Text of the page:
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The Month in Food - (July 2018)

I've continued to keep quiet this month and only share on social media once I've published something. Guess what? I've decided that I will keep things this way from now on. Honestly, the only way I've managed to keep up with my writing and photography in this peak season of cooking lessons has been to switch off technological devices as much as possible. And, after reading this wonderful post on looking, slowness and an apple cake inspired by Flemish painters by the remarkably talented Zaira of The Freaky Table, I refuse to feel guilty anymore about taking things slowly and not doing what I 'should' be doing as a blogger. There is only so much one can do at a time, and good things take time and care to create.

This edition of The Month in Food includes my latest blog post about my Nonna Maria and her stuffed eggplants, a link to another seasonal recipe inspired by her from Italy Magazine and my way of making sugo di pomodoro or tomato sauce with fresh tomatoes.

Cucina Conversations: Nonna Maria's Stuffed Eggplants

My beloved Nonna Maria had a stroke almost two years ago. She never recovered. I was on holiday with TP and TT, in the Majella National Park of Abruzzo, when I got the news. My first instinct was to get on the next plane back to Australia just like I had with my maternal grandfather’s passing four years earlier. My parents, however, told me to stay put and continue with our family holiday. I did as they said, but it was hard to appreciate Abruzzo’s many beauties while I silently grieved for the loss of my 81 year old grandmother. Choosing to make a life for myself far away from where I grew up has its drawbacks, particularly in sad circumstances like these.

This month, the Cucina Conversations ladies and I have come back together after a three month hiatus to share regional Italian recipes that are characterised by being ripieni or 'stuffed' in some way. My contribution includes my Nonna Maria's stuffed eggplants or, as she would have called them in her native Calabrese tongue, mulingiane chjine. From now on, we will be posting on a quarterly basis. Our next roundtable is scheduled for October.

Back to basics V: sugo di pomodoro (tomato sauce) with fresh tomatoes

The above recipe includes using leftover tomato sauce so I thought I'd share my method for making tomato sauce with fresh, seasonal tomatoes. We've currently got a glut of cuori di bue (ox hearts) growing in the garden of #akitcheninthemonferrato. As you can imagine, I've been making a lot of sauces and other tomato-based preparations lately.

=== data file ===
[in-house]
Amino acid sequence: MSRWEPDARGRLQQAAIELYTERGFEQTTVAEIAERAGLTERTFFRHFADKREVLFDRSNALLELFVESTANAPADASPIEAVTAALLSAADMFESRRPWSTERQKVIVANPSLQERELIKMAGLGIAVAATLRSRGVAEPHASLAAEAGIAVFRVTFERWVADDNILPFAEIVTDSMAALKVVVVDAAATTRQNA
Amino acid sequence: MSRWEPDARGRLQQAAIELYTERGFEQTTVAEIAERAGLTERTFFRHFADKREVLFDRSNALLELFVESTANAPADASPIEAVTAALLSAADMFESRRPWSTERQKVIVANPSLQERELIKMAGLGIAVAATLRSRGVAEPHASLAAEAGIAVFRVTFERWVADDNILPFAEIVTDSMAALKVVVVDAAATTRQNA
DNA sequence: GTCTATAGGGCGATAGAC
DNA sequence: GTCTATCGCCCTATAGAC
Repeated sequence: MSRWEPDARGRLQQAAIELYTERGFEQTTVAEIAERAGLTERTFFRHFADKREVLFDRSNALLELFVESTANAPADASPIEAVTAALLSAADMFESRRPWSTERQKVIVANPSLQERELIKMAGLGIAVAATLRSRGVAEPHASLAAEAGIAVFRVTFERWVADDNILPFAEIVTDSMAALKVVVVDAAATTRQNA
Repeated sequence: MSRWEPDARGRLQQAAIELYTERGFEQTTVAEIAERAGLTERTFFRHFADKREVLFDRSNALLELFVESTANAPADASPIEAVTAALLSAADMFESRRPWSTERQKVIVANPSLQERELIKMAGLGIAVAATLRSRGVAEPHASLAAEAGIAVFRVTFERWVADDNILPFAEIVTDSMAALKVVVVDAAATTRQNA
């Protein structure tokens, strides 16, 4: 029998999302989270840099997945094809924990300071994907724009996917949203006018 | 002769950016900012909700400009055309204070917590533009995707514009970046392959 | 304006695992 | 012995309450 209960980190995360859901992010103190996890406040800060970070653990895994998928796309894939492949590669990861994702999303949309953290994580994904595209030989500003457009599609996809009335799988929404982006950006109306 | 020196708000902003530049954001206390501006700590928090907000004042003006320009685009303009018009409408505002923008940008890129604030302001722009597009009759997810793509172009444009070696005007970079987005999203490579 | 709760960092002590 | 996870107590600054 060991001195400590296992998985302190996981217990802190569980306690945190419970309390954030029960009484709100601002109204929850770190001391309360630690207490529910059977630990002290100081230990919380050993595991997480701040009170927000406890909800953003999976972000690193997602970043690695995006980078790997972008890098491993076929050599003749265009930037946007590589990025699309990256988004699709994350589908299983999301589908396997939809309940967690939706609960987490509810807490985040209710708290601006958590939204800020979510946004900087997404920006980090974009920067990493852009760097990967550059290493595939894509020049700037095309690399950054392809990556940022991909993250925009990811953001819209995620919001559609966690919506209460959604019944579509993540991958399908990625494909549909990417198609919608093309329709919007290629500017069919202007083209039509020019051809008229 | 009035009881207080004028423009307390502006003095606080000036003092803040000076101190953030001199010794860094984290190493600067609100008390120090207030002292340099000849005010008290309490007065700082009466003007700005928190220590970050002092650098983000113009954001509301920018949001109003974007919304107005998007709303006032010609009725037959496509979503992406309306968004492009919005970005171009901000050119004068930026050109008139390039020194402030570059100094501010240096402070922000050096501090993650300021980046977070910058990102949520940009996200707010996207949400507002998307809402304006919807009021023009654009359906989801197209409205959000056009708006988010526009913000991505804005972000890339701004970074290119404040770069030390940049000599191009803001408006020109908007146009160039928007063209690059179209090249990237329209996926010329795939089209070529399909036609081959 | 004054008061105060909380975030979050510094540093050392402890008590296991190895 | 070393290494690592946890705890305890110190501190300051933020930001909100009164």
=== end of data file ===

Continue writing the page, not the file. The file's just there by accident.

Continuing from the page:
Cut some ripe tomatoes into quarters and place in a a heavy-bottomed saucepan with some coarse sea salt. Cover and cook on low heat until their skins have loosened and their juices exude. Turn off heat and remove tomatoes from the saucepan. Pass tomatoes through food mill until obtaining a puree and set aside.

Now, if you prefer the sweeter notes of an onion, mince a small one. If you prefer the pungency of garlic, mince a clove instead. If you like garlic but don't like its flavour to be too pronounced, keep it whole (but peeled!). However, you may want to remove the green germ or sprout growing inside of it too, especially if it's 'old' garlic (See this lovely post by Sarah of Italy Food Project about this subject). Contrary to popular opinion, Italians actually have ambivalent feelings about garlic and are always looking for ways to tame its punchy odour and offset its side effects (See this post too about bagna cauda and the lengths the Piedmontese go to to keep this pesky allium in its place with their region's defining dish).

Anyway, enough about garlic! Heat enough extra virgin olive oil to coat the bottom of a heavy-bottomed non-stick saucepan. If using onion, reduce the heat and leave it simmer gently until it turns a translucent shade, renders and releases its fragrance (about 7 to 10 minutes). Same thing applies for the garlic (i.e. don't let it brown!). With the garlic though you just need to wait for the oil to smell of ummm... well.... garlic and that should take about 3 to 4 minutes. Remove from saucepan.

Add the pureed tomato to the garlic-infused oil and leave to simmer uncovered on low to medium heat until thick and saucy. Add some boiling water to loosen the sauce slightly while the puree reduces. Taste for salt and season accordingly. You may want to add some freshly ground pepper, chilli or torn basil leaves too.

Read my latest recipes and food stories on the blog and at Italy Magazine:

- Pipi e patati (Calabrese Fried Peppers and Potatoes)

- Nocino: an Italian Midsummer Liqueur

- Fragole e Vino (Strawberries and Wine)

- Robinia Flower Fritters

Keen to learn more about seasonal home cooking in Turin? Then book one of my hands-on, Market-To-Table Cooking Classes  or Pasta-Making Classes with Bonappetour!

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